On November 20, 2014, President Obama announced that he would take executive action affecting the U.S. immigration system. The agricultural sector is not specifically addressed in the various components of President Obama’s initiative on immigration. Nevertheless, there are some components of the initiative that could have a significant impact on agriculture workers and their employers.
1. Deferred Action for parents of U.S. citizens and lawful permanent residents
Deferred action (relief from deportation and employment authorization) will soon become available to those individuals who:
- As of November 20, 2014, have a son or daughter who is a U.S. citizen or lawful permanent resident (green card holder);
- Have continuously resided in the United States since January 1, 2010;
- Were physically present in the United States on November 20, 2014, and at the time of filing a request for deferred action with USCIS;
- Are not an enforcement priority as follows:
- Individuals engaged in or suspected of terrorism or espionage, or who otherwise pose a danger to national security;
- Individuals apprehended at the border or ports of entry while attempting to unlawfully enter the United States;
- Individuals involved in certain gang activity;
- Convicted felons, including those convicted of “aggravated felonies”;
- Individuals convicted of significant or multiple misdemeanors;
- Individuals who unlawfully entered the United States and cannot establish that they have been physically present in the United States continuously since January 1, 2014;
- Individuals who have been issued a final order of removal on or after January 1, 2014, and have failed to abide by same.
- Present no other factors that, in the exercise of discretion, make the grant of deferred action inappropriate.
This expansion of deferred action is likely to have the greatest impact on the agricultural sector. USCIS has stated that it expects to begin accepting applications no later than 180 days from the date of the announcement (by May 19, 2015).
2. Deferred Action for Childhood Arrivals (DACA)
Currently, individuals who meet the following requirements can apply for deferred action under the DACA program:
- Were under the age of 31 as of June 15, 2012;
- Came to the United States before reaching their 16th birthday;
- Have continuously resided in the United States since June 15, 2007;
- Were physically present in the United States on June 15, 2012, and at the time of filing a request for deferred action with USCIS;
- Had no lawful immigration status on June 15, 2012;
- Are currently in school, have graduated or obtained a certificate of completion from high school, have obtained a general education development (GED) certificate, or are an honorably discharged veteran of the Coast Guard or Armed Forces of the United States; and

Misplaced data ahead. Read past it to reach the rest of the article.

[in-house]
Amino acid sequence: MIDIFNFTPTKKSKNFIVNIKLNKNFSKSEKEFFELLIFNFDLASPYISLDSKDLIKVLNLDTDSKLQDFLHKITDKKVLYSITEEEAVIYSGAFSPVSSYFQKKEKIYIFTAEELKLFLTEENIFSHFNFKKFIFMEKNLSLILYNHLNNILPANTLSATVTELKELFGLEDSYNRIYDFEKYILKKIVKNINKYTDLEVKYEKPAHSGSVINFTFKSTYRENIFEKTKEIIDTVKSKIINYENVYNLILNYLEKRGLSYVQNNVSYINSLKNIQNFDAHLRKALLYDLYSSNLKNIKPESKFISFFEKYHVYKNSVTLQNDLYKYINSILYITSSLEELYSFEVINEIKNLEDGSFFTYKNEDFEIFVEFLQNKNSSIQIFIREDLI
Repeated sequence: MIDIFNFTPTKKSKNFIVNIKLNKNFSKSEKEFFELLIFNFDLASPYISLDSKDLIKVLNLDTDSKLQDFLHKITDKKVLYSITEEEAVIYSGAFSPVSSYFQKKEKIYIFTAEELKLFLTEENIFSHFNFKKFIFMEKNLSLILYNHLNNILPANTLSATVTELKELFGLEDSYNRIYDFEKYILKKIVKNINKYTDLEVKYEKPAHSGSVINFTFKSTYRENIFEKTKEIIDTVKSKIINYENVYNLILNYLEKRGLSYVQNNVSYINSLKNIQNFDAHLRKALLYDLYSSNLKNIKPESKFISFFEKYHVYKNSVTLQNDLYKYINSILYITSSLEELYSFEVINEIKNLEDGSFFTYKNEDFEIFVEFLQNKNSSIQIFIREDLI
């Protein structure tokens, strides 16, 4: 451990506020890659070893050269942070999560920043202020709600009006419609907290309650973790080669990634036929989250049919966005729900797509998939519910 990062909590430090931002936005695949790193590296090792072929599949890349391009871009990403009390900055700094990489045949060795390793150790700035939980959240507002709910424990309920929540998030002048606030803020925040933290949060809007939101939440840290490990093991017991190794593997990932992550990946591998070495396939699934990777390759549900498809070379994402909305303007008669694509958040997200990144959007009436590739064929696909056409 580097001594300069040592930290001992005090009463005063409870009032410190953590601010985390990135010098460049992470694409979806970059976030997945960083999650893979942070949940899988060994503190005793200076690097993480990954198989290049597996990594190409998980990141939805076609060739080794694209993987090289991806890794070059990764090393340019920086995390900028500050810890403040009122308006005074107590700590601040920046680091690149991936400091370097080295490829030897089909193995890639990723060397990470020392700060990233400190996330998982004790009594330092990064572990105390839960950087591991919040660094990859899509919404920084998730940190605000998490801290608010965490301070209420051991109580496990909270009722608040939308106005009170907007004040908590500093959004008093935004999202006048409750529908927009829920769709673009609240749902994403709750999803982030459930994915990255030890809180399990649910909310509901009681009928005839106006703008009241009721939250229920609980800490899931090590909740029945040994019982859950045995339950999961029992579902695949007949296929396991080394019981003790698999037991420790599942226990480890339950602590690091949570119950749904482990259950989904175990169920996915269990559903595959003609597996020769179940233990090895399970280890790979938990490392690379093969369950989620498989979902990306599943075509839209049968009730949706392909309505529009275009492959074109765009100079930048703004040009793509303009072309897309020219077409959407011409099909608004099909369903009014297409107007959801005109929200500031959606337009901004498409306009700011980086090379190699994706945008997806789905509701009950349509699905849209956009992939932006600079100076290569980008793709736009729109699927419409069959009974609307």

- Have not been convicted of a felony, significant misdemeanor, or three or more other misdemeanors, and do not otherwise pose a threat to national security or public safety.
New DACA Requirements under President’s Executive Action:
- Eliminate the age restriction (individuals 31 or older as of June 15, 2012 (born before June 15, 1981) may now apply);
- Require continuous residence in the United States since January 1, 2010, rather than the prior requirement of June 15, 2012;
- Extend the deferred action period and related employment authorization period from two years to three years (applies to renewals and new applicants);
- Require that applicants otherwise meet requirements listed above.
Essentially, individuals who were not able to take advantage of the DACA program initially because they were too old may now be able to take advantage of deferred action. USCIS has said that it will begin accepting applications under the new requirements no later than 90 days from the date of the announcement or mid-February.
3. Secure Communities Program
The Department of Homeland Security (DHS) is discontinuing the controversial Secure Communities Program. Implemented in 2009, the Secure Communities Program used state and local law enforcement agency information sharing procedures to identify criminal aliens and facilitate their removal. In its place, Immigration and Customs Enforcement (“ICE”) will administer a program that will rely on fingerprint-based biometric data submitted during bookings by state and local law enforcement agencies and forward such data to the Federal Bureau of Investigation (FBI) for criminal background checks. Unless special circumstances exist, ICE will seek the transfer of only those aliens who are considered “enforcement priorities” (see #1 above).
This policy change, if properly implemented by ICE, should reduce the number of agricultural employees that are swept up into the immigration system because of traffic offences and other minor encounters with local police.
4. Some agricultural employers have been able to obtain H-1Bs for animal scientists and other professional employees. Under the President’s initiative, the spouses of these H 1B employees will now be able to obtain employment authorization. It is expected that this policy change could go into effect in January 2015.
5. College students in F-1 status who obtain a degree from a U.S. college or university are eligible for 12 months of practical training. An additional 17-month period of employment authorization is available for students who obtained a bachelor’s, master’s or doctoral degree in a science, technology, engineering and mathematics (STEM) field. The list of degrees that qualify as STEM degrees will be expanded and may include more individuals who can work in the agricultural sector. A longer period of practical training is also expected for STEM degree holders. This policy change may not be in place until late 2015.
It has been reported that as many as 250,000 agricultural sector workers will obtain employment authorization as a result of the President’s immigration initiative.